1091 • 2145
|Climate/Terrain:||Temperate or tropical forest|
|No. of Attacks:||1-100|
|Size:||L (10-20’ tall)|
The singing tree is an odd plant creature that lures animals to rest nearby, then drains their blood to feed itself.
The singing tree appears to be a normal deciduous tree with uniquely shaped leaves. Each leaf of the tree sings with a lovely voice, the hundreds of them blending into a beautiful chorus. When it is hungry, the tree joins the chorus of higher-pitched leaves, adding its own bass line.
Combat: When the tree uses its bass line, all mammalian creatures within 100 yards must roll saving throws vs. spell; those who do not succeed feel compelled to stop for a bit and rest in the shade of the tree. When a potential victim rests beneath the tree, several leaves fly off the tree to attack.
At any time, the tree can send a number of leaves equal to its hit points. However, unless ravenously hungry, the tree sets only a few leaves on any one victim (typically 1d6 leaves per victim), to avoid notice.
Each leaf flutters down from its branch, appearing to fall naturally The small twig that connects the leaf to the tree also serves as a feeding tube, which the leaf inserts into exposed skin. For victims charmed by the tree’s music, the small pain of insertion is not noticed. After draining 1 hit point of blood, the leaf flutters away, then seems to rise on a breeze back into the tree’s branches. There, it reattaches itself to its branch, and feeds the blood to the tree. To remain healthy, the tree must each day consume a number of hit points of blood equal to its normal total.
Each leaf has 1 hp. Killing them individually is quite inefficient, for the tree has a number of leaves equal to ten times its hit points. If the tree is attacked with an area effect spell, such as a fireball, all leaves not attached to the tree are killed, if they are within the spell’s area of effect. In addition, a number of leaves on the tree equal to the total damage inflicted are also killed. The tree rolls saving throws as indicated by its Hit Dice, with normal effects for success.
Attacking the tree causes it to send all its leaves to attack. Besides their blood drain, the fluttering leaves can cause obscurement, lessening opponents’ attack rolls by -2. If the tree is killed, individual leaves die in 1d10 rounds.
Habitat/Society: In the wild, singing trees grow in secluded places far from humans and other intelligent beings. They use their music to lure unintelligent animals close, so they may feed upon them. The tree’s leaves vibrate in the wind; combined with their natural magic, this makes a lovely sound. Each leaf has a unique “voice”, and the tree’s music is indescribably beautiful. When the tree adds its lower tones, the song becomes very attractive and calming.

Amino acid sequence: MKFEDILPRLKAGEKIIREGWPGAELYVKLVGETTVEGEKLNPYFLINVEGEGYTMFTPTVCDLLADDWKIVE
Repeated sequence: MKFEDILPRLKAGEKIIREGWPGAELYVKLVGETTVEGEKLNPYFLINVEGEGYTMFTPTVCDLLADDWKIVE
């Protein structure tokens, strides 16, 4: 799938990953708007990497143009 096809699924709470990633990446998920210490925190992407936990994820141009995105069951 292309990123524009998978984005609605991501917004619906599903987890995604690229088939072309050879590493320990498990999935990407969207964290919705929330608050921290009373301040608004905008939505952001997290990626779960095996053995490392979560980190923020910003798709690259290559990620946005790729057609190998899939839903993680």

Each singing tree has its own territory, of about 100 yards in any direction from the bole. When a seed is produced (only once every five years), the tree sends a pair of leaves to take it far away, so it may claim another territory. If the seed is planted in a singing tree’s territory, the adult sends leaves to block sunlight from the sapling, and to attack the smaller tree’s leaves. This keeps the tree’s competition low. In addition, if several singing trees grow in close proximity, they soon over-hunt the area, and several of them die, leaving only the strongest. They live for centuries if well-fed.
Since the first singing tree was returned to civilization two generations ago, some wealthy individuals have tried to procure specimens for their own gardens. Many owners feed their trees, but others keep their trees hungry, so they will serve as guardians. A tree that is kept hungry turns feral eventually, sending all its leaves to attack any warm-blooded creature that enters its territory.
Ecology: A singing tree in the wild is similar to other predators, feeding on prey animals and facing few enemies of its own. Animals that damage wood are its greatest enemies.
To bring a tree to civilization, one of the rare seeds must be captured, or a tree must be carefully removed from the surrounding soil, with little damage to the roots. Transportation must also be gentle, and the tree must not be exposed to rapid changes in temperature or to extreme temperatures. Capturing a healthy adult tree also requires facing its music and bloodsucking leaves. A seed or a healthy tree can bring as much as 5,000 gold from an interested buyer.
Last Modified: February 21, 2014, 00:03:30 GMT
◆ 2009 ◆